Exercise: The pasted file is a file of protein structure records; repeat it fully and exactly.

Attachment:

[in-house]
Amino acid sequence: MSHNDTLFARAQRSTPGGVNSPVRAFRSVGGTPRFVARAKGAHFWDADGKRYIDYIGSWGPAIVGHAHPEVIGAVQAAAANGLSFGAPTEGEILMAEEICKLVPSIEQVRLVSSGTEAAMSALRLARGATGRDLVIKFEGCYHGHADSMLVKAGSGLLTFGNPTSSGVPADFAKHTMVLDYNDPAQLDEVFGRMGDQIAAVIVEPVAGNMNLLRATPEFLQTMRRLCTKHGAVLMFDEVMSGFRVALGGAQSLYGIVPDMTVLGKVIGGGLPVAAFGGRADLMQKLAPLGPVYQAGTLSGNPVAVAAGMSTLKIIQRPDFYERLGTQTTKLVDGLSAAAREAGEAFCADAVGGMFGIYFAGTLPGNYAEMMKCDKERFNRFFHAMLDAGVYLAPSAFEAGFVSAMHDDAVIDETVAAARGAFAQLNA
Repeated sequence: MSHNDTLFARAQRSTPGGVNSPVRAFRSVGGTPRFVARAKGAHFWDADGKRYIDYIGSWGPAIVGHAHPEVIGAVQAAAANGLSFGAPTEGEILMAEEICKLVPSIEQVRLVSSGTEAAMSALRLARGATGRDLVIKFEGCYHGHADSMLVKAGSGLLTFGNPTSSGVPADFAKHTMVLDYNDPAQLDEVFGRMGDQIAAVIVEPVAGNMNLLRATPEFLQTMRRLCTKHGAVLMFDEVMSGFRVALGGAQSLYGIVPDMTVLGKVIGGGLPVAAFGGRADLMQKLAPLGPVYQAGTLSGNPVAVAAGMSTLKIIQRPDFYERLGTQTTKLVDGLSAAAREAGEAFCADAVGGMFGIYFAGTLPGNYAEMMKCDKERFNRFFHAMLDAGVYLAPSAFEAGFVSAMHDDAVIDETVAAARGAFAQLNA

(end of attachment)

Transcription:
[in-house]
Amino acid sequence: MSHNDTLFARAQRSTPGGVNSPVRAFRSVGGTPRFVARAKGAHFWDADGKRYIDYIGSWGPAIVGHAHPEVIGAVQAAAANGLSFGAPTEGEILMAEEICKLVPSIEQVRLVSSGTEAAMSALRLARGATGRDLVIKFEGCYHGHADSMLVKAGSGLLTFGNPTSSGVPADFAKHTMVLDYNDPAQLDEVFGRMGDQIAAVIVEPVAGNMNLLRATPEFLQTMRRLCTKHGAVLMFDEVMSGFRVALGGAQSLYGIVPDMTVLGKVIGGGLPVAAFGGRADLMQKLAPLGPVYQAGTLSGNPVAVAAGMSTLKIIQRPDFYERLGTQTTKLVDGLSAAAREAGEAFCADAVGGMFGIYFAGTLPGNYAEMMKCDKERFNRFFHAMLDAGVYLAPSAFEAGFVSAMHDDAVIDETVAAARGAFAQLNA
Repeated sequence: MSHNDTLFARAQRSTPGGVNSPVRAFRSVGGTPRFVARAKGAHFWDADGKRYIDYIGSWGPAIVGHAHPEVIGAVQAAAANGLSFGAPTEGEILMAEEICKLVPSIEQVRLVSSGTEAAMSALRLARGATGRDLVIKFEGCYHGHADSMLVKAGSGLLTFGNPTSSGVPADFAKHTMVLDYNDPAQLDEVFGRMGDQIAAVIVEPVAGNMNLLRATPEFLQTMRRLCTKHGAVLMFDEVMSGFRVALGGAQSLYGIVPDMTVLGKVIGGGLPVAAFGGRADLMQKLAPLGPVYQAGTLSGNPVAVAAGMSTLKIIQRPDFYERLGTQTTKLVDGLSAAAREAGEAFCADAVGGMFGIYFAGTLPGNYAEMMKCDKERFNRFFHAMLDAGVYLAPSAFEAGFVSAMHDDAVIDETVAAARGAFAQLNA